May 192012
 

There was a healthy amount of expectation that Travis Meeks (Days of the New) would repeat some of his past discomfiting onstage antics at Jim Porter’s last night.  A smashed guitar, an angry outburst at a fan or sound man, or an inebriated tumble off stage would not have been unforeseen.  Surprisingly, none of the aforementioned occurred.  The Travis that performed last night was the musician his fans came to see… one who was focused on the task at hand – performing.

Meeks/DOTN opened with “Flight Response” and followed up with the former radio hit, “Enemy.”  Meeks addressed the crowd directly for the first time after completing two songs to say, “Thanks a lot; thanks a lot… Yeah, I’m looking good, huh?  At least I think so…” By looking good, he could have been referencing the unusual outfit he was wearing, or he could have been referring to his seemingly sober appearance.  Diet Pepsi appeared to be the beverage of choice for the night, at least on stage.

It was the 1998 hit, “Shelf in the Room,” that turned an empty dance floor into a collection of standing people coming in to the stage area to get a closer look at the performance.

Choosing from any one of the five Taylor guitars onstage, Meeks continued to  play through a set list that included other well-known tracks of “Touch, Peel and Stand” and the closer, “The Down Town.”  Lesser known songs such as “Super Hero,” “Cling,” “Provider,” “Take Me Back Then,” and “Dancing With the Wind” were also performed to a smaller posse of die-hard fans.  Nothing was played from the ‘red’ album, and little from the newest, more wordly-sounding material.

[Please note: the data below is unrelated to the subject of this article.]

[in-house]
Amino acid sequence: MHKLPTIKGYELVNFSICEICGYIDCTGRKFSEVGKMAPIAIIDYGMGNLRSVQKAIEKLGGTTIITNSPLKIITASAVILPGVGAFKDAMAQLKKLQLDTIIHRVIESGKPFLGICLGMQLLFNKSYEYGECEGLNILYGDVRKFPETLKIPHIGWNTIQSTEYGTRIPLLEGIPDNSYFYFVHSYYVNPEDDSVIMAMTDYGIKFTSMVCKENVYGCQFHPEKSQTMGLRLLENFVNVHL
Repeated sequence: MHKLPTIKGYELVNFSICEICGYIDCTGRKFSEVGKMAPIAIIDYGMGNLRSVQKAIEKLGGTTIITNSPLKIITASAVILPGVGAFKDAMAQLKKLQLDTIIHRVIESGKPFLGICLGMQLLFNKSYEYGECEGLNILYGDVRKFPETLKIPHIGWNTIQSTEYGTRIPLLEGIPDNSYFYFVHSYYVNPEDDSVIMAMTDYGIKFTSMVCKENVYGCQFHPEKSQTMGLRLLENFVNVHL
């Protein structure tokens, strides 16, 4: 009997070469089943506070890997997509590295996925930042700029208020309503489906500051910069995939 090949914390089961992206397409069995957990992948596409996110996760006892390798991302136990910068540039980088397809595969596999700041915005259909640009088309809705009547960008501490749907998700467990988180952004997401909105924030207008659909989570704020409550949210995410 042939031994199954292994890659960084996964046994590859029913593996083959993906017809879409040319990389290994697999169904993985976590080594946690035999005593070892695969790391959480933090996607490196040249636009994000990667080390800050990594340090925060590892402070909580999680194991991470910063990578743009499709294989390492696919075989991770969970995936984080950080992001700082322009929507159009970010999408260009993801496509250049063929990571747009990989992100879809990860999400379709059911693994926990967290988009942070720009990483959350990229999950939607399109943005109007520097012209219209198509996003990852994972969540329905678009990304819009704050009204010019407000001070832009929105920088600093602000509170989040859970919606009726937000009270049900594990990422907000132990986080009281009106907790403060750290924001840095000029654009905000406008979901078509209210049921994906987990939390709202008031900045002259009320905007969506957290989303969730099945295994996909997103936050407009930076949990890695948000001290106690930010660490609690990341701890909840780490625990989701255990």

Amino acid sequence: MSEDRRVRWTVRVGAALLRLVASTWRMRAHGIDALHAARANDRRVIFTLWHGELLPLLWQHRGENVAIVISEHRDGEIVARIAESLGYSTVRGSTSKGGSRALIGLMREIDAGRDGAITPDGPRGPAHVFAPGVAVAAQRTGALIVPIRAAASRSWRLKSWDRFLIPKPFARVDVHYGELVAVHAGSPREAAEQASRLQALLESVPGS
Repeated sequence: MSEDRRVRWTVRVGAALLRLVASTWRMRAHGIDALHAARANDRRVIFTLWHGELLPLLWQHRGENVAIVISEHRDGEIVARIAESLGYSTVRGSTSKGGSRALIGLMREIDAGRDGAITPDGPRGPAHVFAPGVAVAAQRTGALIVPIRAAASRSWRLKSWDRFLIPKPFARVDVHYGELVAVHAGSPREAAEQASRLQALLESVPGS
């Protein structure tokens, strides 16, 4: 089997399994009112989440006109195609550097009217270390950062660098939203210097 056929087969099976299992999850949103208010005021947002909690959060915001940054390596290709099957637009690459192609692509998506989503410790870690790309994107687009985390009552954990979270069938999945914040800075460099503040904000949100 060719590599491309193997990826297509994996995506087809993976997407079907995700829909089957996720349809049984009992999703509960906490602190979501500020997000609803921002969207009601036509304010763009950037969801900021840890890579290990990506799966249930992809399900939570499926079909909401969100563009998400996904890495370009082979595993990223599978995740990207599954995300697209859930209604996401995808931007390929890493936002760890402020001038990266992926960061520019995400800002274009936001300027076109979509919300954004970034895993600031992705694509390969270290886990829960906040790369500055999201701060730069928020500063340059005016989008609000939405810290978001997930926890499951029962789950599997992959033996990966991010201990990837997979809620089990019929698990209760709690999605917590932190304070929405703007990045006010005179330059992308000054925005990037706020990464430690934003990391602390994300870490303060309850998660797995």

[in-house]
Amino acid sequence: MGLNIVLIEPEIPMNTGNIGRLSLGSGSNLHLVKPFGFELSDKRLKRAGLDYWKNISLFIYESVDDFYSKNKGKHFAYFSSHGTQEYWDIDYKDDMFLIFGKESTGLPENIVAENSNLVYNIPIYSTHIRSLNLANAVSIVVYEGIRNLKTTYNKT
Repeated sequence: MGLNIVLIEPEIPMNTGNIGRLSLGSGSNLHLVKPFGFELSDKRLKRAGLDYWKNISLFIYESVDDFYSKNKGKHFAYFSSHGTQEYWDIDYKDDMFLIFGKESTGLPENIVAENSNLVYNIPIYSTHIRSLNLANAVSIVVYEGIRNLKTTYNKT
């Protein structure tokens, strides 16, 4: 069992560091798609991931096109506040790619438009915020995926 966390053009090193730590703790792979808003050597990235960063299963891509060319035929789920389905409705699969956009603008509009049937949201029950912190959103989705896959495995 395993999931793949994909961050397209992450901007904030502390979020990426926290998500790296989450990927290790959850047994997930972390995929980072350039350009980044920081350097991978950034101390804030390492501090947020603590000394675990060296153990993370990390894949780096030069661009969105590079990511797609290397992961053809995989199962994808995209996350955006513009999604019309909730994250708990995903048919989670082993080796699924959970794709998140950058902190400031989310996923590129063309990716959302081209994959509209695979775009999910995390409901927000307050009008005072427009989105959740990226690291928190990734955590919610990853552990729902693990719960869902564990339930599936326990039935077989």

The introductions and endings throughout the night were filled with his trademark feedback-laced expressions and tones, setting a mood and navigating him to a place where he was satisfied to begin or end.  While he seemed edgy at times, there was a transparency to his moments of settling in to a zone during certain points of the night.  These moments produced a show worth seeing, proving that a professional Travis Meeks on his game is a hard act to beat.

Following the show, backstage, a frazzled statement by the singer made while moving his equipment showed the reality of falling from the tall pedestal of fame… “I’m not a rockstar anymore… I gotta’ work!”

I say, “keep up the good work.”

May 192012